Talking book with recessed solar panel
 
Solar panel recessed inside electronics compartment, a more durable construction. For this design, the solar recharger should be totally dismantled, saving only the top plastic frame, solar panel, and electronics. A rectangular hole that fits the solar panel must then be cut in the back of the talking photo album, and the solar panel super-glued or epoxied into this hole. The wire connections are the same as in the previous design.
 
Ethnobotany program of Biology/Plant Sciences
 
This page serves as a supplement on the construction of talking books to the article “Talking Books: A New Method of Returning Ethnobiological Research Documentation to the Non-literate”, from Economic Botany 60(1)
 
Abstract:
Ethnobotanists and anthropologists usually want to give back training tools or documentation of their results to communities with which they work to help preserve the communities' knowledge, as a part of a social contract, and ethical guidelines, but this can often be quite difficult with largely non-literate groups. There have been attempts to use pictures and diagrams to convey this information back to the community members, and they work well, but only up to a point. With just pictures, it is difficult to represent complex and abstract ideas like names, emotions, and relationships. Using a combination of off-the-shelf products, I have constructed what I call "Talking Books"– water-resistant, solar-rechargeable picture books that explain the concepts of each picture with short audio clips in the users' native language and voices that are played when a button next to each picture is pressed. These books are effective tools for retaining and returning traditional knowledge to remote, non-literate communities lacking electricity, and stimulating renewed interest in their own traditional knowledge.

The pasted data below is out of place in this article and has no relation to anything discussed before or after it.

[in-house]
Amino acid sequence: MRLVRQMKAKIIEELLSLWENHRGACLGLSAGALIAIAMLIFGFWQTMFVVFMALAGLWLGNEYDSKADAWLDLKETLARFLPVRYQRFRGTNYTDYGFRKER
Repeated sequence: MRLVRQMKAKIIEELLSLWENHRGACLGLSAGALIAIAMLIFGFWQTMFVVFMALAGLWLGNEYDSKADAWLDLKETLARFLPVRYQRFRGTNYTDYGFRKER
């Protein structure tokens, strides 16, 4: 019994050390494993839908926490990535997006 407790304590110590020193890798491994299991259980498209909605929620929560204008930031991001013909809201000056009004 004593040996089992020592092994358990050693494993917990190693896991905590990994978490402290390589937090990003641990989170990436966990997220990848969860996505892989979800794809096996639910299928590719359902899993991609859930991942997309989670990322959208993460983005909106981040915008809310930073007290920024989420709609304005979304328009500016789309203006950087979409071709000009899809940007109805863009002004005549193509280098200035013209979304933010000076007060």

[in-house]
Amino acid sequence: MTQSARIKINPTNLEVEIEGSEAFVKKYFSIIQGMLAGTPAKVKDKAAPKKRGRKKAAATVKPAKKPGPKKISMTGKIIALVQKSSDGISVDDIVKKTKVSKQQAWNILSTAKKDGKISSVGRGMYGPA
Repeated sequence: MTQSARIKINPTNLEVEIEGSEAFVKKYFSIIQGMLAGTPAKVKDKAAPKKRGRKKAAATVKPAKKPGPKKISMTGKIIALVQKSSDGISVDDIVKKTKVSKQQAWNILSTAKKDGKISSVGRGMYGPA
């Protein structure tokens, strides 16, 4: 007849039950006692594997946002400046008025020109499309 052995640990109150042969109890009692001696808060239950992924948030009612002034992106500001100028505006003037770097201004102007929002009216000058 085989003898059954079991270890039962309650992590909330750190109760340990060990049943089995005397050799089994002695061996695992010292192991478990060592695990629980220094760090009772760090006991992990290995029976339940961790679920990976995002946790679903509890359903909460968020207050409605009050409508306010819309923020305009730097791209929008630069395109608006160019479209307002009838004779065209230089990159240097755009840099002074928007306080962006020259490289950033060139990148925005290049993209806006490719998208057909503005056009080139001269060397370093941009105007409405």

These pages give detailed instructions on construction and use of the Talking Books. Click on any image for a larger view. Contact me for more information at
 
If you would like to support the Ashaninka and Shipibo in Paititi, please look at the crafts that they have available here and contact me if you are interested in purchasing any of them.
 
nbletter@yahoo.com